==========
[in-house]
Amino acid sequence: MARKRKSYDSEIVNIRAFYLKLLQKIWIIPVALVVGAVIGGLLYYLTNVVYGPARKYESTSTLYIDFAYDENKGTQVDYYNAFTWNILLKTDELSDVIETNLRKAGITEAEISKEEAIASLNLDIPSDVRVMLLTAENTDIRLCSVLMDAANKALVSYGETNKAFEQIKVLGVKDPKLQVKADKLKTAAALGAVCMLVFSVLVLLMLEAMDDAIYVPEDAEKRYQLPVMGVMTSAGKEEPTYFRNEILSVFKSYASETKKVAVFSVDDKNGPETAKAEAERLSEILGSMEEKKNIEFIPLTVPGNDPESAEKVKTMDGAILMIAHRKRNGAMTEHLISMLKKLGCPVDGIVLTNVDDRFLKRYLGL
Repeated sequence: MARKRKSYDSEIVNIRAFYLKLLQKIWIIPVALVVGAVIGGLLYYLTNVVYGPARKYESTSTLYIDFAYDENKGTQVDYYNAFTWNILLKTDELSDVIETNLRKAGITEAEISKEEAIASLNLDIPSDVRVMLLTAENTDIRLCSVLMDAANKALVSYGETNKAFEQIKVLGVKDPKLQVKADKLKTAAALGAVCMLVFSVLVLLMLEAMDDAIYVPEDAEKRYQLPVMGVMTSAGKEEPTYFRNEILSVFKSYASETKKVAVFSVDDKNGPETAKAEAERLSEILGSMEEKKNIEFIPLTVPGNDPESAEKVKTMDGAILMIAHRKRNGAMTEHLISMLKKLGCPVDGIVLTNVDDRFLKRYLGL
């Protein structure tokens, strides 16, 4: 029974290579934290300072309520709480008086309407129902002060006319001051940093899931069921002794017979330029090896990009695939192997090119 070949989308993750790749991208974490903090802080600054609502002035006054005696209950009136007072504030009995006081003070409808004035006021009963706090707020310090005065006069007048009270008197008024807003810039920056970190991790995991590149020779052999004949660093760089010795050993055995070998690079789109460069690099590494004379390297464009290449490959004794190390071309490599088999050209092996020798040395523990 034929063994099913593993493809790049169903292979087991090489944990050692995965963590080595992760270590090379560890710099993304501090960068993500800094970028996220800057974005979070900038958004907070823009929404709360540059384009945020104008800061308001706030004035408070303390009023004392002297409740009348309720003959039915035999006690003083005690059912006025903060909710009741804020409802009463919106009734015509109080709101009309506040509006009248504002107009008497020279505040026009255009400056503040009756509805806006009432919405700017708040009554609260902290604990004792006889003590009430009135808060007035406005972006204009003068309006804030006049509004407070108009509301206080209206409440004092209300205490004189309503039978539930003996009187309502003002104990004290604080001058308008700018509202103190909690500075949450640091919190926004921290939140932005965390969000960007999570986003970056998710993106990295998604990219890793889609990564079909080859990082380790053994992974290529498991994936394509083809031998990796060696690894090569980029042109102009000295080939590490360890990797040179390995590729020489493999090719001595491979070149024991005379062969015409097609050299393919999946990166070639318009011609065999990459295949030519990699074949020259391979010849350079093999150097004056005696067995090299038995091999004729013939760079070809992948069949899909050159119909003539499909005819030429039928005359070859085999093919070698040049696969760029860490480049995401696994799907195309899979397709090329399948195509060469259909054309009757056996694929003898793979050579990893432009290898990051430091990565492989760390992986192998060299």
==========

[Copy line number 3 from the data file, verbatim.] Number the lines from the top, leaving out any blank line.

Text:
Repeated sequence: MARKRKSYDSEIVNIRAFYLKLLQKIWIIPVALVVGAVIGGLLYYLTNVVYGPARKYESTSTLYIDFAYDENKGTQVDYYNAFTWNILLKTDELSDVIETNLRKAGITEAEISKEEAIASLNLDIPSDVRVMLLTAENTDIRLCSVLMDAANKALVSYGETNKAFEQIKVLGVKDPKLQVKADKLKTAAALGAVCMLVFSVLVLLMLEAMDDAIYVPEDAEKRYQLPVMGVMTSAGKEEPTYFRNEILSVFKSYASETKKVAVFSVDDKNGPETAKAEAERLSEILGSMEEKKNIEFIPLTVPGNDPESAEKVKTMDGAILMIAHRKRNGAMTEHLISMLKKLGCPVDGIVLTNVDDRFLKRYLGL